Arthur: ‘Growing up in Ireland we were surrounded by priests, of course, and so we didn’t have to look very far. The other day I saw a TV documentary from 1964 about Mods and there was a clip where we saw priests blessing their scooters. Now that’s pure Ted.’

Graham: ‘Arthur also used to do Ted as a stand-up character, so that makes writing for Ted very easy, because Arthur just has to start putting on his Ted voice and we’re away.’

It seems that the Irishness of Ted is the key to its success. Croft-Perry classic shows like Are You Being Served? and Dad’s Army, which Ted is very much in the tradition of, depended upon a repression which no one would really believe in if it were set in ‘classless’, individualistic Nineties Britain.

Graham: ‘I think that British repression is kind of dull now because it’s been done. But no one knew what a repressed Irish person would do.’

Arthur: ‘And in Ireland, of course, Catholicism takes on the role of class. Everyone’s very deferential to the priests.’

The lads claim Ted isn’t anti-clerical, and certainly Ted’s bungling, agnostic vanity (i.e. his human-ness) is probably a PR victory next to newspaper headlines of be-cassocked kiddie-fiddling. But I put it to them that priests do tend to die on the show like flies. Every time Ted calls a dog-collared mate on his mobile another one bites the dust. 

Graham: ‘S’funny, no one’s pointed that out before. But… people dropping dead is funny. In a comedy.’

Arthur: ‘As opposed to a drama. Where it’s not.’

Come on, you don’t see many people dying in comedies. It isn’t that funny. But dead priests are for some reason. [At this, Arthur laughs very loudly]. Maybe it’s because they wear black and talk about death all the time. Or maybe it’s because they’re just not very real people….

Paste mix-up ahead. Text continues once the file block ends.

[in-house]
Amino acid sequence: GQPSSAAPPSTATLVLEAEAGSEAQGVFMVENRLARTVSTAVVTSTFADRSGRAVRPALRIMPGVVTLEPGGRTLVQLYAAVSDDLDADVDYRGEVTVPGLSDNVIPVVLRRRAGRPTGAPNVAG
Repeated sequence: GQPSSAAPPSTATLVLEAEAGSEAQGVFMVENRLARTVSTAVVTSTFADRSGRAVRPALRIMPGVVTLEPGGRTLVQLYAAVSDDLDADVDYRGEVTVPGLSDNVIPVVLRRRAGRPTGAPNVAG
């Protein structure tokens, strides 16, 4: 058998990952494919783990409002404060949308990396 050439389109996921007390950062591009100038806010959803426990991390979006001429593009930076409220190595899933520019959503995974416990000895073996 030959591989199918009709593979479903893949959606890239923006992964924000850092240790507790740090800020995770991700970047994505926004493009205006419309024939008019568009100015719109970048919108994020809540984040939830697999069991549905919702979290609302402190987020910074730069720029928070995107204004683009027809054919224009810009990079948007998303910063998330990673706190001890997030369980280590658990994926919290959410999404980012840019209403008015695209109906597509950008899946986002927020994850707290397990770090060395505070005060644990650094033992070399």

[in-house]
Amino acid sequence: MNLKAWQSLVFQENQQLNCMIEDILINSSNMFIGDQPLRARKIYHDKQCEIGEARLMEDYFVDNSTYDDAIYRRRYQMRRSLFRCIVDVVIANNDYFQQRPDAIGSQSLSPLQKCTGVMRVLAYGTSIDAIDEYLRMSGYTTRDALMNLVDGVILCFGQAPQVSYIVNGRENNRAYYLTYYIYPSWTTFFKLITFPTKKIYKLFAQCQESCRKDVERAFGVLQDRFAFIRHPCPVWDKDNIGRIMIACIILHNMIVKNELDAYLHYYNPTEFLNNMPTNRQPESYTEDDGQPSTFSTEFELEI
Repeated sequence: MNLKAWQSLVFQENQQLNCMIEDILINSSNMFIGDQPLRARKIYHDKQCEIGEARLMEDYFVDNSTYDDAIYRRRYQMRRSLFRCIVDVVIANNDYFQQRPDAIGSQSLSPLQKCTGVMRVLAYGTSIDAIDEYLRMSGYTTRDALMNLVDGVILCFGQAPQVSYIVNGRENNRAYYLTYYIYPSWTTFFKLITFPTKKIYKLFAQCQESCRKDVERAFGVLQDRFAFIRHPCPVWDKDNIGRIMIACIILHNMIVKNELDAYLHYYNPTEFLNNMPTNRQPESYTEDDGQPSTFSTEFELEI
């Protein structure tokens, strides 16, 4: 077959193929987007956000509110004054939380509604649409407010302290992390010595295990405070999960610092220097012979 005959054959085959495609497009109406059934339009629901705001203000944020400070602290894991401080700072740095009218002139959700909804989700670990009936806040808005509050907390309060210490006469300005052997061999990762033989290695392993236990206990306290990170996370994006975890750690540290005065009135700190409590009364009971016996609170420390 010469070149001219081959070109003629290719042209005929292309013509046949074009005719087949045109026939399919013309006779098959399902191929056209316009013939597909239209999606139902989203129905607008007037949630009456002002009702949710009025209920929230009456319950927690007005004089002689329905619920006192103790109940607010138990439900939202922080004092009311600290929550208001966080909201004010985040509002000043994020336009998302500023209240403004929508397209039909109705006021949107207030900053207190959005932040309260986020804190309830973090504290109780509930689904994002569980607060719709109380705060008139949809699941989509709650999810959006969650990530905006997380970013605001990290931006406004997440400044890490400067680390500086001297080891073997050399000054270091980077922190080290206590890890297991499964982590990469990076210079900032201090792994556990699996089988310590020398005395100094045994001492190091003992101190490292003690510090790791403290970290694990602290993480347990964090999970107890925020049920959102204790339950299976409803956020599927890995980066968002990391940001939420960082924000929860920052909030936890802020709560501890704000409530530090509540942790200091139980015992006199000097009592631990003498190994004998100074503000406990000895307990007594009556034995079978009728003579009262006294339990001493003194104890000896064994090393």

Graham: ‘Well, we certainly trade on unreality in the programme. We’ve constructed a kind of mythology around the priesthood. Because being a priest is a closed book to most people you can make up stuff…’.

Or as Ted put it: ‘That’s the wonderful thing about Catholicism, Dougal. It’s so vague that no-one really knows what it’s about.’ If Catholicism were a movie, it would have to be a cartoon. And there is a very strong cartoon, ‘surreal’ element to Ted. 

Arthur: ‘We’re big cartoon fans. Especially of The Simpsons.’

I can see there’s some Homer Simpson in Ted, but isn’t there more Daffy Duck?

Graham: I’d say it was Rain Man and Daffy Duck. We had a joke which we never used where Ted drops some toothpicks on the floor and Dougal instantly says, ’4,777’ and then cut-to an hour later and Ted, whose been counting them, says: ‘4,777 indeed. It’s 4,776, actually.’

Catholicism also provides a useful reason why Ted and Dougal are stuck together and why they share the same bedroom in such a big house – like Laurel and Hardy and Morecambe and Wise. 

‘Yes, there’s something that connects them all,’ admits Graham. ‘It’s as if they were non-sexual lovers, as if they were co-dependent brothers.’

Or just married – most marriages are non-sexual and co-dependent.

‘Maybe,’ laughs Graham. ‘I always hoped we’d get a gay following for Ted, in the same way as The Golden Girls did. But it didn’t happen.’

Probably because you don’t have enough drag-queen female characters. Will you be having a fourth series, now, boys?

‘You have to be careful not to outstay your welcome,’ hedges Graham. ‘We have to make each series better than the last. And that gets harder each time. At the moment we’re not sure.’

Go on. Go on. Go on, go on, go on. Just in yer hand. You will. Go on. 

Lockdown Pressups

Mark Simpson on the joy of gyms & the dreary barbarism of home workouts

A week before gyms were shuttered for lockdown back in March, I managed to buy a pull-up bar, a dip stand – great for lower pecs, triceps, inverted rows and drying socks – plus an ab roller. (I’m not sure whether ab rollers actually work, but they make me think I’m Richard Gere in American Gigolo.)

My smugness at successfully planning ahead for the gympocalypse before home workout equipment transmuted into gold dust was slightly dented however by the fact that I somehow completely forgot about actual weights – so had to buy a 17.5kg pair of dumbells for silly money. About three times the pre-lockdown price.